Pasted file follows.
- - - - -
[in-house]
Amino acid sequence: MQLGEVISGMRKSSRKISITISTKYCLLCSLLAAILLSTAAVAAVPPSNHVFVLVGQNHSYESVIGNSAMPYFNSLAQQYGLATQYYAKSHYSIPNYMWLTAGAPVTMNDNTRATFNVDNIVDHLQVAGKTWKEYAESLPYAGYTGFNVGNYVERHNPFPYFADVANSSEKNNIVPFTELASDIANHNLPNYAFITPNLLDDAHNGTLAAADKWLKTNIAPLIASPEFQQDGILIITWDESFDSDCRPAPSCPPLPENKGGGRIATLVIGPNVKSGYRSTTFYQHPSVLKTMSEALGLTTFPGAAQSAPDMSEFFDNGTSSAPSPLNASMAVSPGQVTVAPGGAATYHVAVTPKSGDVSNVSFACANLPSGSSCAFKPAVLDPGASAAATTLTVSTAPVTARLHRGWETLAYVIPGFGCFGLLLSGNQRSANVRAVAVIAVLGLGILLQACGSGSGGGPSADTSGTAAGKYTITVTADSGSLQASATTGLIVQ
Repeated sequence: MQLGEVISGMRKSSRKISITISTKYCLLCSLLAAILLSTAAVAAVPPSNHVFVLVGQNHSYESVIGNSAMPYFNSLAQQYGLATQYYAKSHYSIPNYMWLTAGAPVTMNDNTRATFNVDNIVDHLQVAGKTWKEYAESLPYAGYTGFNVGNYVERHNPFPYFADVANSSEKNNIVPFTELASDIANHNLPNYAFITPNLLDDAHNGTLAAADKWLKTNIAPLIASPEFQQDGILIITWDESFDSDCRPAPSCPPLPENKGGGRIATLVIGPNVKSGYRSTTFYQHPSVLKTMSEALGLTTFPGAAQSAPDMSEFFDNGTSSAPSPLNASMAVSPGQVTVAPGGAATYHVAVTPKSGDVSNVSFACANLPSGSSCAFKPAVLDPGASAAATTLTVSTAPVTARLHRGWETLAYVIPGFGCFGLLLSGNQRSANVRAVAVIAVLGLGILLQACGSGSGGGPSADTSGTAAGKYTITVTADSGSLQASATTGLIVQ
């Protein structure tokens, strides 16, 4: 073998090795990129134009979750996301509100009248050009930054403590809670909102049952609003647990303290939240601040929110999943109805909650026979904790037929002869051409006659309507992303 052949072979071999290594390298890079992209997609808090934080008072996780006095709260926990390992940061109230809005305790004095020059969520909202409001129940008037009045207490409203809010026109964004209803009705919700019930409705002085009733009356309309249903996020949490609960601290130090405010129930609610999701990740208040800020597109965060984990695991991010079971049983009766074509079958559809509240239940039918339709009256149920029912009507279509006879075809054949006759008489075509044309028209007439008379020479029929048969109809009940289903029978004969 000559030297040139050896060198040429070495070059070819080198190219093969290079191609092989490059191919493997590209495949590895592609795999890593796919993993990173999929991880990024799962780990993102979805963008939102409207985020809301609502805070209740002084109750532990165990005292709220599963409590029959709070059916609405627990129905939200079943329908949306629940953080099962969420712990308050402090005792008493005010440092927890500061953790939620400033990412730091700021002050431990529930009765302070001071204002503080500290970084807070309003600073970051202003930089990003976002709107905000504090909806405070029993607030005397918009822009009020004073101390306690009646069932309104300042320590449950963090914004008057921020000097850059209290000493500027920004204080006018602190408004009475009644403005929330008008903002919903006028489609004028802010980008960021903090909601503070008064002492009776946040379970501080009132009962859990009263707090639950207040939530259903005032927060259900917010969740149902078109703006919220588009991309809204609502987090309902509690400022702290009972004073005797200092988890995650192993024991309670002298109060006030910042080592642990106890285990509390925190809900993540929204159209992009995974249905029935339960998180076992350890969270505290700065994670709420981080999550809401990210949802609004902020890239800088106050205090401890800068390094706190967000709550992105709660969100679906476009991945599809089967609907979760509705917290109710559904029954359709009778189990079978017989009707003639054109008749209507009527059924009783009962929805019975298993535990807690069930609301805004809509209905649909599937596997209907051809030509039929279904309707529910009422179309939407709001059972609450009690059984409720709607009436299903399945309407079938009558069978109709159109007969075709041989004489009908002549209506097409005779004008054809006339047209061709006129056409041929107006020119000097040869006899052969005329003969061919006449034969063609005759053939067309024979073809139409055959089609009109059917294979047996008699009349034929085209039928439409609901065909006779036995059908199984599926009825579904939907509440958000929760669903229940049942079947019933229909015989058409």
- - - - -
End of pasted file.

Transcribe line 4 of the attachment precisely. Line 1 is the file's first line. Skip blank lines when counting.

């Protein structure tokens, strides 16, 4: 073998090795990129134009979750996301509100009248050009930054403590809670909102049952609003647990303290939240601040929110999943109805909650026979904790037929002869051409006659309507992303 052949072979071999290594390298890079992209997609808090934080008072996780006095709260926990390992940061109230809005305790004095020059969520909202409001129940008037009045207490409203809010026109964004209803009705919700019930409705002085009733009356309309249903996020949490609960601290130090405010129930609610999701990740208040800020597109965060984990695991991010079971049983009766074509079958559809509240239940039918339709009256149920029912009507279509006879075809054949006759008489075509044309028209007439008379020479029929048969109809009940289903029978004969 000559030297040139050896060198040429070495070059070819080198190219093969290079191609092989490059191919493997590209495949590895592609795999890593796919993993990173999929991880990024799962780990993102979805963008939102409207985020809301609502805070209740002084109750532990165990005292709220599963409590029959709070059916609405627990129905939200079943329908949306629940953080099962969420712990308050402090005792008493005010440092927890500061953790939620400033990412730091700021002050431990529930009765302070001071204002503080500290970084807070309003600073970051202003930089990003976002709107905000504090909806405070029993607030005397918009822009009020004073101390306690009646069932309104300042320590449950963090914004008057921020000097850059209290000493500027920004204080006018602190408004009475009644403005929330008008903002919903006028489609004028802010980008960021903090909601503070008064002492009776946040379970501080009132009962859990009263707090639950207040939530259903005032927060259900917010969740149902078109703006919220588009991309809204609502987090309902509690400022702290009972004073005797200092988890995650192993024991309670002298109060006030910042080592642990106890285990509390925190809900993540929204159209992009995974249905029935339960998180076992350890969270505290700065994670709420981080999550809401990210949802609004902020890239800088106050205090401890800068390094706190967000709550992105709660969100679906476009991945599809089967609907979760509705917290109710559904029954359709009778189990079978017989009707003639054109008749209507009527059924009783009962929805019975298993535990807690069930609301805004809509209905649909599937596997209907051809030509039929279904309707529910009422179309939407709001059972609450009690059984409720709607009436299903399945309407079938009558069978109709159109007969075709041989004489009908002549209506097409005779004008054809006339047209061709006129056409041929107006020119000097040869006899052969005329003969061919006449034969063609005759053939067309024979073809139409055959089609009109059917294979047996008699009349034929085209039928439409609901065909006779036995059908199984599926009825579904939907509440958000929760669903229940049942079947019933229909015989058409």